NEW YORK • Not quite one year ago, Scottish designer Jonathan Saunders, who had recently closed his namesake fashion line after 13 years and was thinking about making furniture, was summoned to a meeting with veteran designer Diane von Furstenberg in her suite at Claridge's in London.
Von Furstenberg, it turned out, had decided to hand over the creative reins of her brand to concentrate her energy on philanthropy and women's issues as well as her position as chairman of the Council of Fashion Designers of America, and she thought he might be the right man for the job. The two had met before, at a Downing Street reception in 2010, and bonded over colour and print.
Still, Saunders said: "A lot of people told me I shouldn't do it. That I would not be able to make my mark on it."
Yet as the 39-year-old designer approaches his third collection since joining the brand last May, he has reinvented practically every part of it.
Introducing the stealth makeover. It is a new, and thus far successful, approach to an old problem.
"In this time, when the revolving door of designers at brands seems to spin ever faster, the smartest approach may be to glide into position and find your voice without calling attention to it," said Ken Downing, fashion director of Neiman Marcus.
Von Furstenberg has edged into the arena twice before: first with Yvan Mispelaere, her creative director from 2010 to 2012, then with Michael Herz, her artistic director from 2014 to last year. But while she characterised those relationships as partnerships and promoted the designers publicly, both arrangements ended in divorce.
None of this escaped Saunders. While both he and von Furstenberg profess enthusiastic love and respect for each other, he came in with his eyes open and with a plan.
Some of it was strategic; some of it was practical. For example, he is the company's first chief creative officer, a title difference that may sound picayune, but it sends an internal message about responsibility and lines of reporting (and power) that is not immaterial.
He told von Furstenberg that when she communicated with anyone on the team, she had to copy him in. And he also told her she could not come to his first presentation for the brand.
Not because he wanted to replace her, he said while sitting back in his white-walled corner office just under von Furstenberg's executive floor (she lives over the shop and her office doubles as her living and dining room), but because "she fills a room and everyone would look at her when they needed to be looking at the product".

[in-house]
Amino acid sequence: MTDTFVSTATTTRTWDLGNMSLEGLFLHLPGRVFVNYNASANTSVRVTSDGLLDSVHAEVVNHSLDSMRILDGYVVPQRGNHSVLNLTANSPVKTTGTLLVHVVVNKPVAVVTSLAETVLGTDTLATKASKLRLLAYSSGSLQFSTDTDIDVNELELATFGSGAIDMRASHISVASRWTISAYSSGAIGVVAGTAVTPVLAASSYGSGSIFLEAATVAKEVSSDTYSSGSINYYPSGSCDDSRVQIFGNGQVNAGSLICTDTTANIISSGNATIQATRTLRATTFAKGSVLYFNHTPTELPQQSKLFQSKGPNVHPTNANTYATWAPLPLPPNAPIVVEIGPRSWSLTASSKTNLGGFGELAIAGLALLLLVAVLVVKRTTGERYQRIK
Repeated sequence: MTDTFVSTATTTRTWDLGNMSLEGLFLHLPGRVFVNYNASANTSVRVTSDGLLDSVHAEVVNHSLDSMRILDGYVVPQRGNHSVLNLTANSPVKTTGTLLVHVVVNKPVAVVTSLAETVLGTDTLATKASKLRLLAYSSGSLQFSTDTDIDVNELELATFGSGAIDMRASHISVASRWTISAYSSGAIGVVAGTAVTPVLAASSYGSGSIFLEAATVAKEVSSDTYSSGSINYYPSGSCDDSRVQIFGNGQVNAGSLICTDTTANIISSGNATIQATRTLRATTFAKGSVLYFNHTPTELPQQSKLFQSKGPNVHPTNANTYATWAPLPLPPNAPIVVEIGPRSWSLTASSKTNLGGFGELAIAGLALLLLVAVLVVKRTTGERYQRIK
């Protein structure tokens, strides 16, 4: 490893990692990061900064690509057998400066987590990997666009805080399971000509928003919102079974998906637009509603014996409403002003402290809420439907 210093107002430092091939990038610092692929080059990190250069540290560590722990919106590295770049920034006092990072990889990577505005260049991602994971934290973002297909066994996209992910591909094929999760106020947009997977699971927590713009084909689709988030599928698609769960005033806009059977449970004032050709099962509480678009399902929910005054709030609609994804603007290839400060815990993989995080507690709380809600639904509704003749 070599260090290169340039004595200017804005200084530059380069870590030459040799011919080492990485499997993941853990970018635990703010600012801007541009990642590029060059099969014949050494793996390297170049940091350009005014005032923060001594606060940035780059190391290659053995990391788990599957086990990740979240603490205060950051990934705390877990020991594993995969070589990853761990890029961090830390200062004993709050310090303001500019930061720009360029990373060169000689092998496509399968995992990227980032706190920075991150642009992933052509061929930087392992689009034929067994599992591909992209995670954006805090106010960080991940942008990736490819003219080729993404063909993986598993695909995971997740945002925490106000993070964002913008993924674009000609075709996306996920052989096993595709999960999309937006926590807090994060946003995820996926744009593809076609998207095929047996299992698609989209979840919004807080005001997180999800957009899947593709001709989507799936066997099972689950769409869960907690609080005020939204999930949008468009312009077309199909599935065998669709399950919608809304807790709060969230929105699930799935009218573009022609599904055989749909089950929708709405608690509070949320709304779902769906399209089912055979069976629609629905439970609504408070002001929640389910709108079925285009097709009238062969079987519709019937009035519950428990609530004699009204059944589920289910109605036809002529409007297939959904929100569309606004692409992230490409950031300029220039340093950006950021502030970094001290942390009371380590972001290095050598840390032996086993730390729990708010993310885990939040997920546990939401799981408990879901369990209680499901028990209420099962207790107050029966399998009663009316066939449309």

"We need the clothes to speak for themselves," he continued.
Hence last weekend's show, which was not a show at all, but a restrained presentation with little associated fanfare, as was Saunders' first collection in September.
Look closely, however.
Saunders has not only reinvented the clothing, disinterring it from the depths of the 1970s and giving it a streamlined, cheerful sophistication, but also the logo, which is no longer a monogram atop a name, but simply an efficient architectural stack, with "Diane" and "von" sitting on equal but opposite sides atop the "Furstenberg".
And then there is going to be a new monogram (away with the dramatic DVF scrawl) and new mannequins, which were originally based on von Furstenberg's body but have been remade in mixed materials (canvas, wood and bronze) to mimic the mixed materials in the collection.
He is about to redo the store decor and the brand's whole approach to narrative and identity.
He is planning to select a group of women who will represent the DVF spirit - different ages, positions, shapes and opinions - and will roll out its stories each month under the moniker #dvfgirl as new deliveries hit the stores.
Yet he himself is happy to stay behind the scenes, in part because he is uncomfortable with the spotlight and because he has had the visceral experience with the difficulty of detaching yourself from your own brand.
While Saunders and von Furstenberg talk every day, he said she was not looking over his shoulder all the time. Indeed, when contacted the week before the presentation about Saunders, she wrote back: "Is it hard to let go? Not really. Jonathan is very strong and his talent goes beyond creative. I trust him, respect him and want him to succeed."
She had to e-mail because she was in Mexico.